Unit's first mission: Grow

Unit's first mission: Grow

February 20th, 2011 by Todd South in News

Photo by Laura-Chase McGehee/ Chattanooga Times Free Press - Spc. Kenneth Allen, center, of the 316th Mobility Augmentation Company of the U.S. Army Reserve holds the company flag during an activation ceremony Saturday at the Tennessee Army National Guard's training site in Catoosa County, Ga. The unit began training in October 2010.

Photo by Laura-Chase McGehee/ Chattanooga Times Free Press...

Capt. Lex Oren Jr. took command of an Army unit with three members, including himself, in October.

By Saturday he had 47 soldiers.

He's about a third of the way to his goal of 122.

The U.S. Army Reserve "Fighting" 316th Mobility Augmentation Company unfurled its flag in an activation ceremony Saturday on the parade grounds of the Tennessee Army National Guard Volunteer Training Site in Catoosa County, Ga.

Brig. Gen. Bud Jameson Jr. told the assembled soldiers how rare it is to be a part of an entirely new unit.

"Will you make this a historic day?" he charged them. "What is your vision for the 316th?"

Oren said forming the unit has been an honor but also a challenge.

"You've got to be innovative when it comes to training," he said. Much of the unit's equipment hasn't arrived yet, so training over this weekend mostly was simulated.

The Hardy Elementary School physical education teacher used old Internet cabling as fake detonation cord during one training exercise.

"We didn't have any artillery simulators, so I went to Cleveland [Tenn.] and bought some fireworks," he said.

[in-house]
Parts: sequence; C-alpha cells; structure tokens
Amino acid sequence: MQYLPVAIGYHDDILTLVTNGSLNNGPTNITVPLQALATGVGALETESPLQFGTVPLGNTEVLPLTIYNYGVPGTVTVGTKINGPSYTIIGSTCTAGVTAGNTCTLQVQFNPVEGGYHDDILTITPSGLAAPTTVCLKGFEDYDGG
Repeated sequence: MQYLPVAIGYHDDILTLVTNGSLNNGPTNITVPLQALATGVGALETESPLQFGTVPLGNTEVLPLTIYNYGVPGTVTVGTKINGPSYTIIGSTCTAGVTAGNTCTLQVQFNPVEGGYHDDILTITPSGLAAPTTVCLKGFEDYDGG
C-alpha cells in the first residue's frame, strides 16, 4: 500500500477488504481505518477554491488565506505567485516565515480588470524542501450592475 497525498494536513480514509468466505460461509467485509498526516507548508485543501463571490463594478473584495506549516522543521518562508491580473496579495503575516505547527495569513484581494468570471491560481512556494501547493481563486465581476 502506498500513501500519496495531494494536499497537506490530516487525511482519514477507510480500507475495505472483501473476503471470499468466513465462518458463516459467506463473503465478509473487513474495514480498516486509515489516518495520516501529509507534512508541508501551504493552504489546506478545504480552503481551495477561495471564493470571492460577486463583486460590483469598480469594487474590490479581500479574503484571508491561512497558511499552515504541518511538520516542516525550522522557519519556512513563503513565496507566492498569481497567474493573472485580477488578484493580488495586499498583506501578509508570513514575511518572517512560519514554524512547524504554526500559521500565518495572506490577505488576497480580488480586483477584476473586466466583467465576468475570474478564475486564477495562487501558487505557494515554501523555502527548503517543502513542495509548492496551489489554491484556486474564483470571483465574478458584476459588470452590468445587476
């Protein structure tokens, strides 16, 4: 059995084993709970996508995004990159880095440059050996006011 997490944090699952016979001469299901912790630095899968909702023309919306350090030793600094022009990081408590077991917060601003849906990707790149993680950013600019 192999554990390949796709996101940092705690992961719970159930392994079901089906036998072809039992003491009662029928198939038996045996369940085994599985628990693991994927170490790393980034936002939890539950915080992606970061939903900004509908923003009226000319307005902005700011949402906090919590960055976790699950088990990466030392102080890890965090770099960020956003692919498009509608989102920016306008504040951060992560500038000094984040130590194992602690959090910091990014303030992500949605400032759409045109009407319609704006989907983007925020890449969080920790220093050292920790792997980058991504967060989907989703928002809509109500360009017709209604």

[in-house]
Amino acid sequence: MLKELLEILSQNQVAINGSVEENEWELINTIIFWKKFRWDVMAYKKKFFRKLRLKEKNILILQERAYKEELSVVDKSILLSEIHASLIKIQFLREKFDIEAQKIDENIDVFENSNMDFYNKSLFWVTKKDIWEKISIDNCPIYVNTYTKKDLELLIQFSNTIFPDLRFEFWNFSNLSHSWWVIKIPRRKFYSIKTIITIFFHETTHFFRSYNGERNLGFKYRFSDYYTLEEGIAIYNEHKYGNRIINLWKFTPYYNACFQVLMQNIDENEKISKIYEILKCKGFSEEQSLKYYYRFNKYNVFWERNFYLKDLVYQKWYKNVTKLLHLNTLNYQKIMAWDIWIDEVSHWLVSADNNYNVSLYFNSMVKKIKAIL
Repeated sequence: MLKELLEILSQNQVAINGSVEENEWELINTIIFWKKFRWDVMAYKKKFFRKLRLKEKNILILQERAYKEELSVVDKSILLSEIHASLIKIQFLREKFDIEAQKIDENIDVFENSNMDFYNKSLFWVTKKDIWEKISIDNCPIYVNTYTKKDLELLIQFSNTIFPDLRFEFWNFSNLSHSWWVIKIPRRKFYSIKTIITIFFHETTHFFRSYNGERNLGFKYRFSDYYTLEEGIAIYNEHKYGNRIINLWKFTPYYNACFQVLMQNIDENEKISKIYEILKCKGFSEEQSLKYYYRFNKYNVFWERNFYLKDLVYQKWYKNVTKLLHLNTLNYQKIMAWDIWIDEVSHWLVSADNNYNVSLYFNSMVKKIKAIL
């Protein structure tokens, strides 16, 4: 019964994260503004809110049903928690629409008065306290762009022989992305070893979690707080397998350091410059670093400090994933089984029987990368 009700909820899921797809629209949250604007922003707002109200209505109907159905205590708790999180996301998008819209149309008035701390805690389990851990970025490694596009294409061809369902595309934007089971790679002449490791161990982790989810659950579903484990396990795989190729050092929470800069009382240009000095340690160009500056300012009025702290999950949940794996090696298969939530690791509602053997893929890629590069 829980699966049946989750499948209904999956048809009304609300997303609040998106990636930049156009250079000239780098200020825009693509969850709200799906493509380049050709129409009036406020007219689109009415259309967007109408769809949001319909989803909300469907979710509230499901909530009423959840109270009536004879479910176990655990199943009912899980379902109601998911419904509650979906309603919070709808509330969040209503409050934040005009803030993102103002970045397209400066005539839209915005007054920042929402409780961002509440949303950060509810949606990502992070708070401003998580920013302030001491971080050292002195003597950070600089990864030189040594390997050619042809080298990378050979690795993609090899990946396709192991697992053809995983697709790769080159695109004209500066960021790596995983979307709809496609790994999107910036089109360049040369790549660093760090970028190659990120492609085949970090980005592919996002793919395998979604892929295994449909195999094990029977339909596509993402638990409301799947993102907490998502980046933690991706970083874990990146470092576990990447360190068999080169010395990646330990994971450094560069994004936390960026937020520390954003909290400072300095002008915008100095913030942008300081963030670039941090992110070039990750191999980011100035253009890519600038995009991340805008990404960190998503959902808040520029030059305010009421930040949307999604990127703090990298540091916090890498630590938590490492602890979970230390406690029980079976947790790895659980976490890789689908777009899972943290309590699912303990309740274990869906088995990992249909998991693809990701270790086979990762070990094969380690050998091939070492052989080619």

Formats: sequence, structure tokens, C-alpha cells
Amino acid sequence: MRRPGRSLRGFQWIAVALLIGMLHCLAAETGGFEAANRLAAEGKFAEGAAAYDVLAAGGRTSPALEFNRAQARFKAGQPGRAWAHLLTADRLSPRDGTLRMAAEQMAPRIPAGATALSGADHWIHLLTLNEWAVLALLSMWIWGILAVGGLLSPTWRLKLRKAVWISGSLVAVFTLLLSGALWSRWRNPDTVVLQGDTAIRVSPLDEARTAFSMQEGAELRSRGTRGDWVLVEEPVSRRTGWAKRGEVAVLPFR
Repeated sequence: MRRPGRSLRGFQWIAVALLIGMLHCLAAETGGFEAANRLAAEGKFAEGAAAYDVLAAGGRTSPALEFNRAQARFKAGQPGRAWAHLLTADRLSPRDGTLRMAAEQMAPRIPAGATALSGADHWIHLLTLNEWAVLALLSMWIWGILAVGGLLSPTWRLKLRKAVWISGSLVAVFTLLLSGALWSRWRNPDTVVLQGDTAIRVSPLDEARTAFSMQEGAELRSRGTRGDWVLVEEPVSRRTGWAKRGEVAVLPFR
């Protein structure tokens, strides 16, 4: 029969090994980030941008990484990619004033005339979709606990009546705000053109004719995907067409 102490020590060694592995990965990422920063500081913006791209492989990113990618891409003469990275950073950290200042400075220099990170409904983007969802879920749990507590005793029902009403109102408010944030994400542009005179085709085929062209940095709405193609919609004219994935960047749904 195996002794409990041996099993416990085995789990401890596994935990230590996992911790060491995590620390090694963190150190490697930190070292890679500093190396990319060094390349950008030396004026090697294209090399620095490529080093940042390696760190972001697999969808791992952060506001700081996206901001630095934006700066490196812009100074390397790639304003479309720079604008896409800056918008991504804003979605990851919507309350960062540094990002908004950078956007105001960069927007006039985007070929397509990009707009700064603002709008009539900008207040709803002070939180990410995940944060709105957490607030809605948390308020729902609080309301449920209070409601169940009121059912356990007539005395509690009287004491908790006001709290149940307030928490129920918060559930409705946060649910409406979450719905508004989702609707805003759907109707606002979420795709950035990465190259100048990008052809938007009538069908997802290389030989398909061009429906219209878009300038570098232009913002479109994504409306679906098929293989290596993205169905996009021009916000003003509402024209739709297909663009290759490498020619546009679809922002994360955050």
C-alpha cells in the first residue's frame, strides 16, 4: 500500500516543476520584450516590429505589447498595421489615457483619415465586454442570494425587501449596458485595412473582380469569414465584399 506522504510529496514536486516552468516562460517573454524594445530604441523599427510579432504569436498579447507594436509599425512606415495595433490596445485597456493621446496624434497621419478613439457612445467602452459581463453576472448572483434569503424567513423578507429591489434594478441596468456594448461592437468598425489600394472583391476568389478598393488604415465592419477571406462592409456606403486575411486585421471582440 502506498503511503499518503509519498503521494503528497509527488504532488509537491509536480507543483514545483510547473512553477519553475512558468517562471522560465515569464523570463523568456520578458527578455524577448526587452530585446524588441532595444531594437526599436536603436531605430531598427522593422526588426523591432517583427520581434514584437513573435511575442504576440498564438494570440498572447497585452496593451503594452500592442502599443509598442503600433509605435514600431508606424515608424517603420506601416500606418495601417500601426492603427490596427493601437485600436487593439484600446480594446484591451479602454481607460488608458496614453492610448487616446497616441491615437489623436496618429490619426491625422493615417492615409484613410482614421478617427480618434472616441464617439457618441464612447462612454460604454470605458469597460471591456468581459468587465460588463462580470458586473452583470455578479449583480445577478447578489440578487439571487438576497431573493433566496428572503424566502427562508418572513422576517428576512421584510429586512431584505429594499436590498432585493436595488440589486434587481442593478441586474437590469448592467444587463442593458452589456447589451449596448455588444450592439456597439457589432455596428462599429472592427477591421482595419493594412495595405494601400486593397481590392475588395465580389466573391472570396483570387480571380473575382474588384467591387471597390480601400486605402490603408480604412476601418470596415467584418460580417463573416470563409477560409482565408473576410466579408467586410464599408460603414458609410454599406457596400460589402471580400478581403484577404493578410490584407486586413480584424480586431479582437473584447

It's just that type of innovation that has helped the former enlisted man recruit other experienced soldiers to his new command.

More than half of the company's 47 soldiers have combat experience.

Staff Sgt. David Beardsley, a Chattanooga resident, has spent eight years in the Army, four as a combat engineer instructor.

The 316th is made up of combat engineers, whose job is to use explosives to breach enemy defenses such as minefields and construction equipment to build defenses, such as berms, to defend against enemy attacks.

Beardsley joined the reserves after a stint on active duty and a combat tour in Iraq. Like many other soldiers, he said, when he was on active duty he didn't think much of his reserve counterparts.

But as a reservist he sees the challenges that people with families, full-time jobs and often school must face when also serving in the military.

The soldiers trained from 6 a.m. Friday until 2:30 a.m. Saturday, got some sleep and were back up at 6 a.m. for more training, a cycle that they'll repeat through the weekend, he said.

"These guys are premium. They're quality individuals, and they're hard to find," he said.

The combat engineer field is closed to women, so the 316th is an all-male company.

Forming the company was part of the Army's response to changing combat priorities, Oren said.

"Since 2003 we've seen a significant increase in improvised explosive devices," the captain said. That shift in fighting helped launch the 2007 "Grow the Army" initiative, which led to the 316th's formation.

Oren will use soldiers like Beardsley and others to help bring in more soldiers to build the 316th.

The unit will move into the Army Reserve Center at 6503 Bonny Oaks Drive once construction is finished, according to a news release.